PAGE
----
I love to see how old science fiction has stood the test of time. “When the Sleeper Wakes” was written in 1899, one hundred and twenty-two years ago. Technology has changed, as much as the sleeper experiences in the book, but in different ways. I’m curious if it will be a utopian future, but from the first chapter, I believe it will be more of a religious one? I’m not sure.

There was one funny thing that I wish already existed in our world, a clothing making machine. It seems much like a “replicator” from Star Trek, but this one manufactures clothing on the spot from measurements a tailor takes from you. Pretty neat, but it would be nicer if you could just tell the machine your measurements and style and let it pop out clothes for you, wouldn’t it? I hate shopping and I’m so tired of my favorite jeans not being available because I’m the only one that doesn’t want skinny jeans that don’t stay up on my butt, or pretty shirts that have enough room for my shoulders and don’t creep up my waist while I work. …sigh…

I loved “War of the Worlds” and “The Time Machine” when I read it years ago, and I thoroughly enjoyed listening to my husband read “The First Men in the Moon” to the boys when they were little, so I’m sure this one will follow suit.

Have you read any of H.G. Wells’ books? Or have you seen any of the multitude of movies based on them? I’d love to hear your comments!

Want to read more? Follow me through the book in these posts.
To Sleep Like the Dead and Be Reborn Each Day
H.G. Wells, You Old So-and-So

The Roving Mind: A New Read

I started reading “The Roving Mind” by Isaac Asimov this morning, my first tentative step into read more of his non-fiction work.

The Roving Mind

After much tweaking of my mourning routine, I have finally caught the reins and started a more consistent writing schedule…again. And now I get to post about my latest book right as I start to read it, instead of after I finish like I have had to do the past month.

I enjoy writing these New Read posts because my initial impressions about a book are usually pretty different than my thoughts at the end. There was a reason that I picked up the book in the first place, (and, yes, I’ve promised to get better at remembering that reason). There is also a reason I’m picking the book off the TBR shelf today, which may be different than my reason for buying it.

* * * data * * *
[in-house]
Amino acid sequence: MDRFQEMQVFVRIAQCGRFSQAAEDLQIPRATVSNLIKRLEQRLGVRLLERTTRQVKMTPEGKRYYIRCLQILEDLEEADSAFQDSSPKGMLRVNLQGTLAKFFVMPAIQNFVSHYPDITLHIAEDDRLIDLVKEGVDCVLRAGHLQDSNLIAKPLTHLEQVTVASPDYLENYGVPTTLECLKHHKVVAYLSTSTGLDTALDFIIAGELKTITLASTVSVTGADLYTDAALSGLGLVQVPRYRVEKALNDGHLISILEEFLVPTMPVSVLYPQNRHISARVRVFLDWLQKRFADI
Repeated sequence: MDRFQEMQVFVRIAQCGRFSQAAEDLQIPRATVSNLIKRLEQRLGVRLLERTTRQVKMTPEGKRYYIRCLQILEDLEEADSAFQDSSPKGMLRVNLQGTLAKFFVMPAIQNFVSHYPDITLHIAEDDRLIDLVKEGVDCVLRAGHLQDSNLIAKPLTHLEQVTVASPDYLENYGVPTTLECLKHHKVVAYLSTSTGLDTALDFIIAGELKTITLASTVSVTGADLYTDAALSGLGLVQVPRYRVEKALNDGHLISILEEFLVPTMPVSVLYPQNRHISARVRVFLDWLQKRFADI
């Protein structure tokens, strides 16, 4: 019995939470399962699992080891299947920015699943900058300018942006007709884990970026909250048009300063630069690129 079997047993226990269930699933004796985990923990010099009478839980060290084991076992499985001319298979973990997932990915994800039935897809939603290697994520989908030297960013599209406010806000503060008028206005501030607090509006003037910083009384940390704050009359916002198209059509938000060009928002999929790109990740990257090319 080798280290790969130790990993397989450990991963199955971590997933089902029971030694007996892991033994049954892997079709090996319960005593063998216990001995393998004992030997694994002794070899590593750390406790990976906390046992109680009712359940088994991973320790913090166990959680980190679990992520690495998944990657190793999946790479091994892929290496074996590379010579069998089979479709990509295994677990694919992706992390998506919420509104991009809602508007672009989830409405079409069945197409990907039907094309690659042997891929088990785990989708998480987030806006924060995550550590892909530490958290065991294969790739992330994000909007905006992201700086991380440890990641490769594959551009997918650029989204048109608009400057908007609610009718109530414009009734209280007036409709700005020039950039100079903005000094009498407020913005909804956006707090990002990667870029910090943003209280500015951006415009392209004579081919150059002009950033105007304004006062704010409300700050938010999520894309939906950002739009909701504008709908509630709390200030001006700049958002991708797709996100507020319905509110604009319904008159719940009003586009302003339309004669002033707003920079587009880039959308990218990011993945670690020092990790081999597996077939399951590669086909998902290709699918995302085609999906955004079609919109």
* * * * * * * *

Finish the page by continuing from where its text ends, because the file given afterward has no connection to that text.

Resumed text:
What are my initial impressions of Isaac Asimov’s “The Roving Mind?” I started reading the Foreword, the Introduction, and the tributes from other science and sci-fi writers and teared up. I didn’t realize how much loved he was as a writer and a friend; it sounds like he was fascinating person. Then again, how could he not be? He’s written so much about science, non-fiction and fiction. I know him for his fiction. I’ve read Foundation, The Gods Themselves, and The Fantastic Voyage. I plan on reading more! So far, The Fantastic Voyage has been my favorite, but I think it’s mostly because the movie from the 60’s was so fun (and scary) for me when I was a kid. My husband has read more of his non-fiction. I have some of them on my bookshelf behind me right now.

I don’t consider myself much of a scientific thinker. I lean more on emotion and feeling, more concerned with getting along and making connections with people than thinking along the lines of repeatable experiments and data tables. When a scientist says something is true, I tend to lean more on “Can I trust that person?” than “Is his data provable?” But Asimov…he makes science approachable for people like me and I’m excited to start reading more of his work.

My edition of “The Roving Mind” is a collection of essays originally published in 1983 but republished in 1997 after his death in 1992. I bought it from Amazon, probably because I had the thought to read some of his non-fiction after finishing Foundation. It’s been sitting on my TBR shelf since 2013. I don’t think anything has sat there that long, but it’s science, it’s hard, and I wasn’t sure I was going to like it. Three essays in and I’m wishing I had read it years ago. This is going to be fun!

Want to follow me through this book? Read more at the following links.

Chaos & Peace: The Roving Mind #1
Media B.S. and Scientific…ahh, who am I kidding?!
Isaac Asimov: Robots and Space Travel

A Walk in the Woods: New Read

What the…?! “A Walk in the Woods” by Bill Bryson was amazing. Like, running around telling everyone I know, amazing. I told a friend and my dad that I was inspired by it. I told another friend that he should get it because he’s a “real” hiker, unlike me who mostly just goes for long day hikes. And I commented on another blog about it. THAT’S how much I loved this book. I couldn’t put it down.

A Walk in the Woods
The road calls me.

What was so amazing? From page one, I felt like I was there, and this guy goes and does things the same way my family does, so I don’t feel like I missed anything. When we go on an adventure, whether it be a day trip or a long road trip, we have always researched a little about where we are.